What if the world stopped turning one day – would you notice? Karen Thompson Walker’s apocalyptic story presents a unique dilemma for Californians already prepared to fall off the edge of the continent into the ocean.  As the rotation of the earth slows, the young heroine, Julia, observes the reactions of her parents and friends, and reveals her own initial exhilaration at the prospect of a change in the usual order of everything.  Night and day no longer have meaning, but horrors are in the making – failing crops, radiation seeping into the atmosphere.  Through Julia’s observations, the characters reveal their fears and anxieties; the tale forces an examination of routine and expectations, as everyone is forced to adapt – and not easily survive.

I found myself despairing, and I confess I peeked at the last few pages to find that the world really was hopelessly coming to an end. I just couldn’t bear the angst, and did not finish reading the book.  But the New York Times has high praise for this debut novel – Normalcy Grinds to a Halt.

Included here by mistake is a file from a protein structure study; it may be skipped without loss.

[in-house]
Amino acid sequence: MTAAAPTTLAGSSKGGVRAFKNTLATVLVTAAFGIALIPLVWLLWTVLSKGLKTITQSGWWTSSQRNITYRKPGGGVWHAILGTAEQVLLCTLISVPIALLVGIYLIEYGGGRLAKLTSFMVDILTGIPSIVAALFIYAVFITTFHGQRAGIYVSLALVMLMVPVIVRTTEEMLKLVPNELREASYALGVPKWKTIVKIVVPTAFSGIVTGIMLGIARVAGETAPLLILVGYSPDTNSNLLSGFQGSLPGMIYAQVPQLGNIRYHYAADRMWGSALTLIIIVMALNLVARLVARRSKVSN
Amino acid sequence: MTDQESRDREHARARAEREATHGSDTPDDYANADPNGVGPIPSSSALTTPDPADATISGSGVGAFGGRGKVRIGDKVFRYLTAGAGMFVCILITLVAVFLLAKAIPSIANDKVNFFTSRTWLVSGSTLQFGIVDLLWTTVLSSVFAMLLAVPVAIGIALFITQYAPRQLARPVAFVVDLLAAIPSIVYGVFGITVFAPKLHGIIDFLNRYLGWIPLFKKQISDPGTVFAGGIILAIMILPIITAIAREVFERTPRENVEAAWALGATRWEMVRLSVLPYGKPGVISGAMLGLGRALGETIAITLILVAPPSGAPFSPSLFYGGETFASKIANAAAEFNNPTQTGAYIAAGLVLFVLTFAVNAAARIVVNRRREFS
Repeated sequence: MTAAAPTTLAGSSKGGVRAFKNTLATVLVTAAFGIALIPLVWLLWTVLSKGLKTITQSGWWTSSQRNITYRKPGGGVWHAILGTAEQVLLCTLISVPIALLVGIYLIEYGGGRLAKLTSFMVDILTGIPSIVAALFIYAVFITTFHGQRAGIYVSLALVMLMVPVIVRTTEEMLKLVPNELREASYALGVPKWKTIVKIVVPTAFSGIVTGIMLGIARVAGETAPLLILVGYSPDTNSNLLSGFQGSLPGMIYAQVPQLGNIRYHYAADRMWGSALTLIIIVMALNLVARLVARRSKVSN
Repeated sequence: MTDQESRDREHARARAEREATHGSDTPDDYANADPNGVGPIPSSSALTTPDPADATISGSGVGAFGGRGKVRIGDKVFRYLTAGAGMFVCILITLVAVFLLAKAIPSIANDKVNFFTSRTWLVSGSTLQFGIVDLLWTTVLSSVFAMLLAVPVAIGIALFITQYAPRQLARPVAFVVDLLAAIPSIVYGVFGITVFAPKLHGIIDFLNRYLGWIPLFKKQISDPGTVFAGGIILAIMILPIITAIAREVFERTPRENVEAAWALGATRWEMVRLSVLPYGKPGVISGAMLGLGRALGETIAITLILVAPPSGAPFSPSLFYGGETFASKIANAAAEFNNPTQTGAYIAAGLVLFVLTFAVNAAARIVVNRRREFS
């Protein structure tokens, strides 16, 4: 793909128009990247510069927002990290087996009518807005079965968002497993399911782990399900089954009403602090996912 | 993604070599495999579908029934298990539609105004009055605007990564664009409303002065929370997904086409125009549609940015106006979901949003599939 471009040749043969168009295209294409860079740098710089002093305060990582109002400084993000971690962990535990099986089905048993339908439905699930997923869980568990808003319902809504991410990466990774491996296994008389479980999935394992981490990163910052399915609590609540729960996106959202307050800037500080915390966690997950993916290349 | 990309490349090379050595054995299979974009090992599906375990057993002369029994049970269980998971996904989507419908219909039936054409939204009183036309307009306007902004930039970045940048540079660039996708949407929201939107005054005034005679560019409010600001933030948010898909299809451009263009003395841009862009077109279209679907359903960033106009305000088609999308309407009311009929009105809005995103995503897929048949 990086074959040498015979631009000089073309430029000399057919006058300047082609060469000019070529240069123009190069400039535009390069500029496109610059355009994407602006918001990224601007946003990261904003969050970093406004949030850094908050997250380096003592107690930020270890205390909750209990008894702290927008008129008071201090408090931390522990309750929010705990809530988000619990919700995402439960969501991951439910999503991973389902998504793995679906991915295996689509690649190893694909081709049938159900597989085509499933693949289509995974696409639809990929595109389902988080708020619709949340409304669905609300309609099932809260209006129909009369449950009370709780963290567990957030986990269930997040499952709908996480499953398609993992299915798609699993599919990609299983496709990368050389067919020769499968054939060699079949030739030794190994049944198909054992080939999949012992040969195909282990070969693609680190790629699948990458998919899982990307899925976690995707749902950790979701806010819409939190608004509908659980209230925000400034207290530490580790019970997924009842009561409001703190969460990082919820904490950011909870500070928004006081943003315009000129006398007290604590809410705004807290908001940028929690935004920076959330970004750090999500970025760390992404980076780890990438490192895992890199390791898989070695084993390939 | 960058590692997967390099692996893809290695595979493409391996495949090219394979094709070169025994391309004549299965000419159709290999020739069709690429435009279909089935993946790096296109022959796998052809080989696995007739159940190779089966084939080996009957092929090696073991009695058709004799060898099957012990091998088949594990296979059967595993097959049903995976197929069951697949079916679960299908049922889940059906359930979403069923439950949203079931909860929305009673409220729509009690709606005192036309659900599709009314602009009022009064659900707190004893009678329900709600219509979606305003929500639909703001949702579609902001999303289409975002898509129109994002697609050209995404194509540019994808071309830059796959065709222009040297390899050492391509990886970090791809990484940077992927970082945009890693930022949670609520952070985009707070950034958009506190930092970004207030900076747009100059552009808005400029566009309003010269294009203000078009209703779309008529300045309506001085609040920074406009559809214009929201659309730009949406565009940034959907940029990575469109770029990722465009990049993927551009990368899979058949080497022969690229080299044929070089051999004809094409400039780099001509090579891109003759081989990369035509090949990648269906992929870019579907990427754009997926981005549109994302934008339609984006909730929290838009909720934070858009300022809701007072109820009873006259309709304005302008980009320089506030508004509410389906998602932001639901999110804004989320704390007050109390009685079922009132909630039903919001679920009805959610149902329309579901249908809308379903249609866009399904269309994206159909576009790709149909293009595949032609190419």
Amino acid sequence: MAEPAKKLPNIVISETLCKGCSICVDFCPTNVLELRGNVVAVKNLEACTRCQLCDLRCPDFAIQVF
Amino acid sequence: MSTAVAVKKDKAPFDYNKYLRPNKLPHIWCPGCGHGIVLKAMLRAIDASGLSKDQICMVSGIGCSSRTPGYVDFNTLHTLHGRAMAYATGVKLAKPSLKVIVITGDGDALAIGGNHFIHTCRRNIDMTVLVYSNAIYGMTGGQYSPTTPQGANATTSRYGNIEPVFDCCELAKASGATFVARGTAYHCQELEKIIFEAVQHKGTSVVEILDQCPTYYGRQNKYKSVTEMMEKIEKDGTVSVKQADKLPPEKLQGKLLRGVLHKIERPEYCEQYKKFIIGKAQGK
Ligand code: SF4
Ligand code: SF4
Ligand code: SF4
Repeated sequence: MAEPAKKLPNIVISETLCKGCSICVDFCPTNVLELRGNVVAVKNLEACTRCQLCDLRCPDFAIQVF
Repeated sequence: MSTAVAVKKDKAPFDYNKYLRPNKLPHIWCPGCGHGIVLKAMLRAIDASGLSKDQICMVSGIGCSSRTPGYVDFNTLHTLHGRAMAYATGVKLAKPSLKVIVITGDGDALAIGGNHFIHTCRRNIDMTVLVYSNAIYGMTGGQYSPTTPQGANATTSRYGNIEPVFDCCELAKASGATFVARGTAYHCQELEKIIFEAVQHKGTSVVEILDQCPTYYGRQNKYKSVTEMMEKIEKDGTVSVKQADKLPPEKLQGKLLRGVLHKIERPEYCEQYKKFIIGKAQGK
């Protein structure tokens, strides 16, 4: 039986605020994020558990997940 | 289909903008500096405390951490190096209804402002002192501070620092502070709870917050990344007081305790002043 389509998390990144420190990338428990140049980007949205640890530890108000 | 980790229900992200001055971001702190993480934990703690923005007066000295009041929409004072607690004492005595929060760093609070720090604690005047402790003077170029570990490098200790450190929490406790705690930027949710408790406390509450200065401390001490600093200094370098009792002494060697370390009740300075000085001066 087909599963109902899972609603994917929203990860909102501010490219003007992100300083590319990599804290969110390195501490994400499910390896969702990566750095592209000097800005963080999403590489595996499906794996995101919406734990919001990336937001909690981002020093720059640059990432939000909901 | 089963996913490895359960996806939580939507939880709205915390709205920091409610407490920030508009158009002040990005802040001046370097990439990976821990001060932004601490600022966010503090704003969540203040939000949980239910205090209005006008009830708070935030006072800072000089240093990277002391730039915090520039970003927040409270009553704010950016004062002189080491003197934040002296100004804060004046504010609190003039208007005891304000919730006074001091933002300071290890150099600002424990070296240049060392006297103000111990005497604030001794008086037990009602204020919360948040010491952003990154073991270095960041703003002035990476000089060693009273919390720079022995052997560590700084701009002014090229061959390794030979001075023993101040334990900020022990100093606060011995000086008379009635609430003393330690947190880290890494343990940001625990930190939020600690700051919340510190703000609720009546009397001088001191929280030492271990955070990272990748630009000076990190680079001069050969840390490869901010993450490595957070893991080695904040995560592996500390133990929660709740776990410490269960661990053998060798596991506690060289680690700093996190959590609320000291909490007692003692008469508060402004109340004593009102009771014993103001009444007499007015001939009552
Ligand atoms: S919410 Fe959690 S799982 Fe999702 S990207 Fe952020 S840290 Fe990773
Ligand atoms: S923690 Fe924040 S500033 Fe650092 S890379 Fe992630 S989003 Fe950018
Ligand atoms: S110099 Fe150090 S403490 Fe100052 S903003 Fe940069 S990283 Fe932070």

Maybe I’ll try again later – during the rainy season.  Have you read the book?  Is it worth trying again?

Revisiting Steinbeck and Sweet Thursday

This week I am back in Steinbeck country – Monterey, California.  Steinbeck wrote The Pastures of Heaven in Pacific Grove – not far from the Asilomar Conference Grounds, where I am enjoying the company of friends, the beautiful ocean vista, and trying to learn how to liberate some fabric.  Two years ago, on my last visit, I reminisced about Steinbeck and wrote about the paperback I bought in the Asilomar country store – Steinbeck’s Sweet Thursday.  Now I have a Kindle – so many more possibilities…

Revisiting Steinbeck

Steinbeck won the Nobel Prize for Literature in 1962, but most of his early success was in the 1930s and 1940s. One of his later books, Sweet Thursday, published in 1954, is  targeted for one of my book club reads later this summer – a good reason to revisit the story.

Not a big fan of Steinbeck – I only read Grapes of Wrath because it was required for English 101 – I was pleasantly surprised by the funny sarcasm woven into the philosophy of Sweet Thursday. Sweet Thursday is the day that follows lousy Wednesday – haven’t you had a lousy Wednesday like this…